In People v. Todd (1994) 30 Cal.App.4th 1724, 1728-1729 [ 36 Cal.Rptr.2d 774], the court followed Figueroa despite the fact the amendment to the school-zone enhancement statute expanded the list of offenses subject to enhancement, thereby in part increasing punishment.Summary of this case from People v. Vinson
Docket No. H011640.
Pursuant to California Rules of Court, rule 976.1, this opinion is certified for publication with the exception of parts V and VI.
Appeal from Superior Court of Santa Clara County, No. 160868, William F. Brown, Jr., Judge.
Maribeth Halloran, under appointment by the Court of Appeal, for Defendant and Appellant.
Daniel E. Lungren, Attorney General, George Williamson, Chief Assistant Attorney General, Ronald A. Bass, Assistant Attorney General, Martin S. Kay and Ronald S. Matthias, Deputy Attorneys General, for Plaintiff and Respondent.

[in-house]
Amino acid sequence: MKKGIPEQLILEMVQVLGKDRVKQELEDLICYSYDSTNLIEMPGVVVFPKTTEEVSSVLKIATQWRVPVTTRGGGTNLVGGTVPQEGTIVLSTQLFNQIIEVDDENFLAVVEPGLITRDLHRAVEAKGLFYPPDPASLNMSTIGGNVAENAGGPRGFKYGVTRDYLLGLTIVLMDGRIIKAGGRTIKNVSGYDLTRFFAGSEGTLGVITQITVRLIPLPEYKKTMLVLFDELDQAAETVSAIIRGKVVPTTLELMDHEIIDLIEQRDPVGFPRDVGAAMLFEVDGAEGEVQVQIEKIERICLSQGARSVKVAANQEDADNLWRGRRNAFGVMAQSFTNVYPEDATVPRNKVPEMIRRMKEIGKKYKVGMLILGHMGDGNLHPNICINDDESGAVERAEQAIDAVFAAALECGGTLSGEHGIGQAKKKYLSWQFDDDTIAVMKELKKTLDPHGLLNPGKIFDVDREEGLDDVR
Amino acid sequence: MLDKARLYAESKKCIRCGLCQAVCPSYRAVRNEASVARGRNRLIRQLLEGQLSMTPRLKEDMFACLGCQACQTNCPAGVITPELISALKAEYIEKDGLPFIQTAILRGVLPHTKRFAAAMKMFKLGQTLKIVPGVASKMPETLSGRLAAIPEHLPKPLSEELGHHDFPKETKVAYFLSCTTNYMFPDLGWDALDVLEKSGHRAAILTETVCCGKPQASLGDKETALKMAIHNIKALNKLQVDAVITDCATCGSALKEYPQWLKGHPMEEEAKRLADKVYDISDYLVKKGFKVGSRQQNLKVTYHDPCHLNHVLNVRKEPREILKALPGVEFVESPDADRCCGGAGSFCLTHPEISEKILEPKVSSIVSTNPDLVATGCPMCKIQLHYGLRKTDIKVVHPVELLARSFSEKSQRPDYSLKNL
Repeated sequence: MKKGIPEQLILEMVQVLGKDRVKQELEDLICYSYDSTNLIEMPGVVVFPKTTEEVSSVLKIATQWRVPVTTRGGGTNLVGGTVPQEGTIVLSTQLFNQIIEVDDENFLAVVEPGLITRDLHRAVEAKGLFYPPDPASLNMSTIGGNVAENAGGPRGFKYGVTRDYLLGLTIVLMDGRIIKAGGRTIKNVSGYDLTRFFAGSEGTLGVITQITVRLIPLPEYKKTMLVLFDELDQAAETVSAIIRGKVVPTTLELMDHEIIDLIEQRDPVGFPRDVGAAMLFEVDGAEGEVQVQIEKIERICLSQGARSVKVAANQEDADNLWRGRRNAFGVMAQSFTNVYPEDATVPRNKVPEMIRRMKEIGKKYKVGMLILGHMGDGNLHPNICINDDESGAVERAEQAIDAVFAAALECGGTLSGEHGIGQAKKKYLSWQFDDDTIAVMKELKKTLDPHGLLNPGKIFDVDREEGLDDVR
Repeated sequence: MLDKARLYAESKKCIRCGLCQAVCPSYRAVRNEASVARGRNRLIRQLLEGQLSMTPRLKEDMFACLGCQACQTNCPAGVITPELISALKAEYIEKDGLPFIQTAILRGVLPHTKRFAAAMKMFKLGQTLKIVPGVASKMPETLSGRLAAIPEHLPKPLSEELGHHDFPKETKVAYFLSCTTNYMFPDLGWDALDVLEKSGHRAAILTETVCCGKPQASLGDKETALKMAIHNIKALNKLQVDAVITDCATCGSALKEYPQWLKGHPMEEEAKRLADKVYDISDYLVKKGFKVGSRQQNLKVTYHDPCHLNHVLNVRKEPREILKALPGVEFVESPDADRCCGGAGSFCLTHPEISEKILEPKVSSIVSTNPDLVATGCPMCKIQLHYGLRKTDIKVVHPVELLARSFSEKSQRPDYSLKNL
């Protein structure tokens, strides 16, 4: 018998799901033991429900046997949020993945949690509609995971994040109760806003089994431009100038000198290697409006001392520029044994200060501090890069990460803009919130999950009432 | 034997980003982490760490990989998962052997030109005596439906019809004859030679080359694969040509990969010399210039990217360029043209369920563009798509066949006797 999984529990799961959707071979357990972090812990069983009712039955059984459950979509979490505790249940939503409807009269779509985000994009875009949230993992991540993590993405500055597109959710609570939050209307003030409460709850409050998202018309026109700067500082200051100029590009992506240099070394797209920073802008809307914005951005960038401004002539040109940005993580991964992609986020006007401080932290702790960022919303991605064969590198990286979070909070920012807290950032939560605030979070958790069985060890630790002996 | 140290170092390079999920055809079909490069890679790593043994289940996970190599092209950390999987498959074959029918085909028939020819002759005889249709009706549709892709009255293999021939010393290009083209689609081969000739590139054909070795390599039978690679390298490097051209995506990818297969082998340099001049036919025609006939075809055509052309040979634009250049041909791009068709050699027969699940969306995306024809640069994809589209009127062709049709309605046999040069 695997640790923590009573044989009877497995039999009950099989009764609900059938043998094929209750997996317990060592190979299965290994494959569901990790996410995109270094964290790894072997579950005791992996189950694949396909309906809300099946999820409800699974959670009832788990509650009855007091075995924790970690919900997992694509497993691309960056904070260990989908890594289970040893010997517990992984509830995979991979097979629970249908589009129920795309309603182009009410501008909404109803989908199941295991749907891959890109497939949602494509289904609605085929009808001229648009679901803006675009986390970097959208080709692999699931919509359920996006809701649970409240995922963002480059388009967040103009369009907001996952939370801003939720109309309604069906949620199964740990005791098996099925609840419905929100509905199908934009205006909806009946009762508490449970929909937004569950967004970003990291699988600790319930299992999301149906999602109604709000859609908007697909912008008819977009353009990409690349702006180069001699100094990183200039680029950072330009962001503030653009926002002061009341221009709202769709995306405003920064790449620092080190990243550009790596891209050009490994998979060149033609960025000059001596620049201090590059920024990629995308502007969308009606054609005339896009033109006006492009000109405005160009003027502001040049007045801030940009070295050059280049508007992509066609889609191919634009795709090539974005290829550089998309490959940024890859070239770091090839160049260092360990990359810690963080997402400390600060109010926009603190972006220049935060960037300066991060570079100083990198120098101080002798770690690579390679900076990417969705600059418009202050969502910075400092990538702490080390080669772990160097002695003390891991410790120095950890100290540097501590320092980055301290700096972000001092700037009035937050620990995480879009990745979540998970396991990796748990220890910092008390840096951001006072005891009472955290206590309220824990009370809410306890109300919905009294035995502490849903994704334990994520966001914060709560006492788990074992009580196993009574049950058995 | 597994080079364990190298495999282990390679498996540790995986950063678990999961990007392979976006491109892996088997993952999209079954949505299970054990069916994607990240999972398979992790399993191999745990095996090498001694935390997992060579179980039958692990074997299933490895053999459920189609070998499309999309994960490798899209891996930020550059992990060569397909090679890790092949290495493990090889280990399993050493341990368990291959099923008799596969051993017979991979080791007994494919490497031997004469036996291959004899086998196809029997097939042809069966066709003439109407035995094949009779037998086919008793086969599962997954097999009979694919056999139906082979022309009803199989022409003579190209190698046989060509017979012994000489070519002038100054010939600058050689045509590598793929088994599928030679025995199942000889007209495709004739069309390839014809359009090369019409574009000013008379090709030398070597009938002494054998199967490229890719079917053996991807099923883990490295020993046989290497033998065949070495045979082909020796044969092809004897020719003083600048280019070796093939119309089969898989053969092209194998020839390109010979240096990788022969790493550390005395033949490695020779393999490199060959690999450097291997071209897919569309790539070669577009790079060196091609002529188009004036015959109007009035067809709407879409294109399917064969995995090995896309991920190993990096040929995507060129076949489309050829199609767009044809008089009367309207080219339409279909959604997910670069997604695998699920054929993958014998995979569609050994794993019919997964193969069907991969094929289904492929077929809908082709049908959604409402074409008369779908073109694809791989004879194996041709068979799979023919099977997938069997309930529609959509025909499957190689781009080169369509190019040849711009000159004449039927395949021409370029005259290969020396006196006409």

Applying the governing rule in In re Estrada (1965) 63 Cal.2d 740 [ 48 Cal.Rptr. 172, 408 P.2d 948], we hold in the published portion of this opinion that defendant Myron Delin Todd is entitled to the benefit of a 1992 amendment to the drug trafficking near school yards enhancement set forth in Health and Safety Code section 11353.6, subdivision (b). The ameliorative portion of the amendment, which limits the reach of the enhancement to specified drug violations within 1,000 feet of a school to those which take place in a "public area" or "business establishment where minors are legally permitted to conduct business," (§ 11353.6, subd. (g)) applies to defendant because the statutory change became effective before defendant's jury trial, and "the Legislature did not preclude its effect to pending cases." ( People v. Figueroa (1993) 20 Cal.App.4th 65, 68 [ 24 Cal.Rptr.2d 368].) The extent of relief to which defendant is entitled in this particular case is discussed in the unpublished portion of this opinion.